I’m unlike 99% of other Melbourne residents because I’ve used the city’s bike share scheme. In fact, I’ve used it four times now, and I’m a happy customer.
The scheme’s mission is to establish an alternative transport system to things like taxis and trams, but it hasn’t exactly been a raging success. A recent article in The New York Times on bike sharing reported that the Melbourne Bike Share gets about 150 rides a day, and since the scheme offers 600 bikes, at least 75% remain stationary on a given day. That article blames Australia’s helmet laws, but I think bike sharing just hasn’t found the killer application yet.
I don’t use Melbourne Bike Share for transport reasons – I use it for exercise. Instead of paying, say, $19 / week to go to the gym and use a treadmill, I jump on a bike for $2.60 a session, whenever I want. There is an additional cost for a helmet, but that’s just $5 from the nearby 7-Eleven convenience store, so hardly counts in the scheme of things. The whole arrangement seems to be fantastic value.
However, when I’ve been out riding at lunchtime, I haven’t seen another soul using Bike Share bikes. The idea of using them for casual exercise doesn’t seem to have caught on yet. I’m thinking it’ll be like boot-camps in the parks – suddenly all the exercise junkies will realise the value of this public resource and it will be difficult to get in for normal uses.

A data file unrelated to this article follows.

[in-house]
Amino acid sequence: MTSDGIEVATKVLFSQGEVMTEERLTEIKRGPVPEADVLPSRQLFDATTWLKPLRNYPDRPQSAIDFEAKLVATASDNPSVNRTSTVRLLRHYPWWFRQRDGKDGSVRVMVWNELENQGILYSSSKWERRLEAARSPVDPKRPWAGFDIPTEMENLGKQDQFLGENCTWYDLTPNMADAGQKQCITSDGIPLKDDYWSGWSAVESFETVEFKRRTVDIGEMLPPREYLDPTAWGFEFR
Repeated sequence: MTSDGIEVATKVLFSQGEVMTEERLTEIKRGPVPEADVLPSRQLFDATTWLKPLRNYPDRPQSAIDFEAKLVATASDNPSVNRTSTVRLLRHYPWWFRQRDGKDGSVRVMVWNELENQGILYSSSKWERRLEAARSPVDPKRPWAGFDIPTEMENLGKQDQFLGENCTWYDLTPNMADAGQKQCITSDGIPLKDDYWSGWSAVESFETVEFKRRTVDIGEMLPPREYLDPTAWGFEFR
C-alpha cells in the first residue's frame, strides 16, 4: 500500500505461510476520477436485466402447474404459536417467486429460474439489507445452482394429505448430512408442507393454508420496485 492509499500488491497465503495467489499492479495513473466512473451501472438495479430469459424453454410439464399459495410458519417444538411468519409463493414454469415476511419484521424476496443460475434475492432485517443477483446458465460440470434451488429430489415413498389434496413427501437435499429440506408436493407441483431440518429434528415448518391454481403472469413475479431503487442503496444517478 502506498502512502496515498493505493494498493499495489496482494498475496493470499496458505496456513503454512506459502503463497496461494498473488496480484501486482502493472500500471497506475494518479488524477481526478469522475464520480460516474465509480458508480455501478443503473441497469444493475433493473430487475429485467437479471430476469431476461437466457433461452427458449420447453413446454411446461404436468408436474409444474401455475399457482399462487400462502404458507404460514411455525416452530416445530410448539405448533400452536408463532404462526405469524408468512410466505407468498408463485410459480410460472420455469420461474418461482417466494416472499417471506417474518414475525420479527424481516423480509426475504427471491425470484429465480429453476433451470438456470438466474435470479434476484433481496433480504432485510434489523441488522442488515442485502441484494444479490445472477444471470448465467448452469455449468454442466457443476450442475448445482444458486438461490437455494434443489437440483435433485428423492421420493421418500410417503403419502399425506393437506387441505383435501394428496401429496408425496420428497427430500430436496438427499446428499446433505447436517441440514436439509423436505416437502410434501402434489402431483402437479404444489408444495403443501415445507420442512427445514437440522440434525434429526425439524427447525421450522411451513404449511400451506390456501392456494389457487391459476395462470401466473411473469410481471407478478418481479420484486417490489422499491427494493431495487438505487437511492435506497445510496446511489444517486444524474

I know that no-one reads my blog, so I’m not worried about tipping off the world, and hence preventing my own use of the bikes. This is more establishing the evidence of my own use now, so later I can prove that I was in front of this trend. Yes, it’s all about me.
But in case someone is reading this, I thought I’d share some other observations.
Firstly, the 30 min “free” trip length that you get with a $2.60 day pass is not really enough for a good exercise, since down-hill and flat roads plus traffic lights mean I get, at best, two-thirds of the time doing productive up-hill riding. Also, half the time I’ve been a couple of minutes late, meaning I’ve been charged an extra $2 as a result. So, I’m thinking of paying the $52 for an annual pass, which gives you 45 min “free” trips. (I note that the corporate plan at $100 provides for 60 min “free” trips along with the ability to share it between people, so this option may be better still.) In theory, you could also plan an exercise route that took you past multiple bike stations, where you could swap your bike, starting the clock again.
There are some annoying glitches in the set-up that suggest to me hardly anyone uses this, or they would’ve gotten fixed. For instance, I found when I reached a bike station for the first time that the helmet I got from 7-Eleven had packaging that needs scissors to remove. Also it turned out I’d gotten the wrong size helmet and had to exchange it. The instructions at the bike station terminal when you enter your credit card for a day pass has the message “insert card” on the screen when in fact you need to remove the card to continue. You need to accept a long legal agreement (80 screens at seven lines per screen) each time you rent the bike. My bike code print-out has gotten stuck inside the machine, and I’ve needed to get it to print me another receipt in order to push it out. As a result, people who plan to use the Bike Share just the once, like tourists, may find this all too hard.